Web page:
It’s important to note that there is a separate open-source RAT also named DcRAT, found in the GitHub repository of user “qwqdanchun.” While it may not share significant code similarities with DCRat, it could have served as an inspiration for or been inspired by the threat, although they are likely unrelated projects.

How to remove the DarkCrystal from my PC?

DarkCrystal malware is extremely hard to erase manually. It puts its data in numerous locations throughout the disk and can restore itself from one of the parts. Additionally, a lot of alterations in the Windows registry, networking configurations, and Group Policies are fairly hard to discover and return to the original. It is better to use a special program – exactly, an anti-malware app. GridinSoft Anti-Malware will fit the most ideal for virus removal objectives.

Why GridinSoft Anti-Malware? It is pretty lightweight and has its databases updated nearly every hour. Moreover, it does not have such bugs and vulnerabilities as Microsoft Defender does. The combination of these aspects makes GridinSoft Anti-Malware ideal for removing malware of any type.

Remove the DarkCrystal with GridinSoft Anti-Malware

  • Download and install GridinSoft Anti-Malware. After the installation, you will be offered to perform the Standard Scan. Approve this action.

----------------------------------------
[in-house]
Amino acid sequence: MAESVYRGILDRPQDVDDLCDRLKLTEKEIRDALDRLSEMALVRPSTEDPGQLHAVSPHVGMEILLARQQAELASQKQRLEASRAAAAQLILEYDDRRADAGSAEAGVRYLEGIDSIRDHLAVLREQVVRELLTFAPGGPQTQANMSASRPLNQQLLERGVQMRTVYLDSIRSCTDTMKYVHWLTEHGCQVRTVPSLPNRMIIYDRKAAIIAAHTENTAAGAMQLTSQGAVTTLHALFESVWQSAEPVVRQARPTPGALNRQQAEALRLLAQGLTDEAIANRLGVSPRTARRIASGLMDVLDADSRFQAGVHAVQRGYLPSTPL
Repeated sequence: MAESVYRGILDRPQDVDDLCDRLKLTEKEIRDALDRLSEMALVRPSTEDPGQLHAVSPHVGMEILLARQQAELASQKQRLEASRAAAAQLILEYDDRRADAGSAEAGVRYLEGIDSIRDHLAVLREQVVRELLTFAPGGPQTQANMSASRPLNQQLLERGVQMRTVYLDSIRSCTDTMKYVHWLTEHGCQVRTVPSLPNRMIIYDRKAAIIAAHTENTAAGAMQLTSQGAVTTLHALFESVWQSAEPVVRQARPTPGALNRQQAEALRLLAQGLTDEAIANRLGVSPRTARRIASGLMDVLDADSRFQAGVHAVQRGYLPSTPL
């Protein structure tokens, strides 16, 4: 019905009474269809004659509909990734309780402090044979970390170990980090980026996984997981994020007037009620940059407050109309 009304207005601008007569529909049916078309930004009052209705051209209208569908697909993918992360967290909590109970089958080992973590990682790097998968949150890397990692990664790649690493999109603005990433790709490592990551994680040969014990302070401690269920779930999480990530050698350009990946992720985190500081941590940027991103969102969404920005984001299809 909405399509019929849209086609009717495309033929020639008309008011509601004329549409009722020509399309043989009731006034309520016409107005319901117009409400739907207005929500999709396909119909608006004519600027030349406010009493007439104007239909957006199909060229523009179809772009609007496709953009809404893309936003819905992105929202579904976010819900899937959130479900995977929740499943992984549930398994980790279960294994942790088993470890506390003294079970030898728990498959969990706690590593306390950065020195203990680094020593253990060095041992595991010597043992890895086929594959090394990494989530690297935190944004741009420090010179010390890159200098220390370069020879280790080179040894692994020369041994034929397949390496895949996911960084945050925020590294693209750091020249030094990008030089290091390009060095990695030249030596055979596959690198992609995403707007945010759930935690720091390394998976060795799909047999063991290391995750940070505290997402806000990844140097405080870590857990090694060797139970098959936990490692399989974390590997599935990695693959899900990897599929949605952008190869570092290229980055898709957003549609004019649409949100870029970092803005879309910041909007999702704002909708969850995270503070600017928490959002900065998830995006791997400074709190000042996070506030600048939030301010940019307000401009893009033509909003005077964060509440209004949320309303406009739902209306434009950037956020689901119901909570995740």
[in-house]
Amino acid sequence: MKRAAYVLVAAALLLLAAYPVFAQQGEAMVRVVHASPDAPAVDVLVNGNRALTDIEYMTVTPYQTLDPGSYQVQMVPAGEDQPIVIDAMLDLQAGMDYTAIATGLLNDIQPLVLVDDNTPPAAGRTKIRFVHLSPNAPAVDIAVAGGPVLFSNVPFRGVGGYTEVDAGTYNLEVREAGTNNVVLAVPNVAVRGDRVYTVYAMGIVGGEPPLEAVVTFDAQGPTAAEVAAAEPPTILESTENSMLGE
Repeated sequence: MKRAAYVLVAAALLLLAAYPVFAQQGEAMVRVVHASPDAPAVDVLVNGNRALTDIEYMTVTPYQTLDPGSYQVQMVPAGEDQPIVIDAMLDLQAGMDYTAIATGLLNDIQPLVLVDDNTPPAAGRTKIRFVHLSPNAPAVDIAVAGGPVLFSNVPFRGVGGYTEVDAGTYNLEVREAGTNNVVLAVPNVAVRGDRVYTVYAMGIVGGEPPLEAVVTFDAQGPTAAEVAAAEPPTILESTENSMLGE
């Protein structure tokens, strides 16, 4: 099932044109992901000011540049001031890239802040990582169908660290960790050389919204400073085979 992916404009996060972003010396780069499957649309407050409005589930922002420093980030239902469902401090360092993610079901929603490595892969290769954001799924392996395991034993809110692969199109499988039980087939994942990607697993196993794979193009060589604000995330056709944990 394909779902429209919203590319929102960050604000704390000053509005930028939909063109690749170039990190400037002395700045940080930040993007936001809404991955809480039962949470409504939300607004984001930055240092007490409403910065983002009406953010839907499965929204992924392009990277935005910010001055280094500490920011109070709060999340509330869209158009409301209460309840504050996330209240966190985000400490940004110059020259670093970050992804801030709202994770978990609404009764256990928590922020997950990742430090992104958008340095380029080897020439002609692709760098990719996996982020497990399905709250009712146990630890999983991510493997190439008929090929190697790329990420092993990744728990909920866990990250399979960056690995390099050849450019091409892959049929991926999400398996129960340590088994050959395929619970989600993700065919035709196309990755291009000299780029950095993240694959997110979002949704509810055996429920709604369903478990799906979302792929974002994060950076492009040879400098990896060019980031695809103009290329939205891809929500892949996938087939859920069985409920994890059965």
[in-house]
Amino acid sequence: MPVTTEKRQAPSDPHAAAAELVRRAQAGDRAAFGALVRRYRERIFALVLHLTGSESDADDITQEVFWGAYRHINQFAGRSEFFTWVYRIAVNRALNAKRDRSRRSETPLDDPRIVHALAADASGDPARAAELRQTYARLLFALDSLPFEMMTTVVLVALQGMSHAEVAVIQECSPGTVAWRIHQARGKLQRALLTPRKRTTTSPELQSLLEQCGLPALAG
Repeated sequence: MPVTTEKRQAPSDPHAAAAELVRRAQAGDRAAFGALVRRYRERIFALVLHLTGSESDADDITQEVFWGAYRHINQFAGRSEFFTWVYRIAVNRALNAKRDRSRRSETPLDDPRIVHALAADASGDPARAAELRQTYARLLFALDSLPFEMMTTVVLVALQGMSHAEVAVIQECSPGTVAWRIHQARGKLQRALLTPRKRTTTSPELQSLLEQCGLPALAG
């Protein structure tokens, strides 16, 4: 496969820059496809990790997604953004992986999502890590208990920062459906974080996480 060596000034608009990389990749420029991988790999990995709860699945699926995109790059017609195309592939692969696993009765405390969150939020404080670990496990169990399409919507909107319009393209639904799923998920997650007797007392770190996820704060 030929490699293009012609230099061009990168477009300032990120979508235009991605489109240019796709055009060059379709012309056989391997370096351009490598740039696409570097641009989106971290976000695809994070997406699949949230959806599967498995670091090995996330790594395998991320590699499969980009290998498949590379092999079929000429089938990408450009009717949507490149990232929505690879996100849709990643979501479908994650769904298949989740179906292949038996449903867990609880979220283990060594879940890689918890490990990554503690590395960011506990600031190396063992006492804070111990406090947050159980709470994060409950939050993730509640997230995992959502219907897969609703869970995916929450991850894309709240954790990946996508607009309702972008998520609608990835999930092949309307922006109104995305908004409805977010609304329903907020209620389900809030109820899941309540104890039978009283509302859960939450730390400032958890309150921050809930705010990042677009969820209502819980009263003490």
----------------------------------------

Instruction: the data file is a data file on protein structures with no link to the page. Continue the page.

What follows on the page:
• DcRat in the scan

  • Standard scan checks the logical disk where the system files are stored, together with the files of programs you have already installed. The scan lasts up to 6 minutes.
  • DcRat in the scan results

  • When the scan is over, you may choose the action for each detected virus. For all files of DarkCrystal, the default option is “Delete”. Press “Apply” to finish the malware removal.
  • DcRat - After Cleaning

Frequently Asked Questions (FAQ)

What is DarkCrystal?

DarkCrystal, also known as dcRAT, is a Remote Access Trojan (RAT) that enables remote access and control over an infected device. It is a type of malicious software that can manipulate the hardware, software, and data of the compromised computer.

What can DarkCrystal do?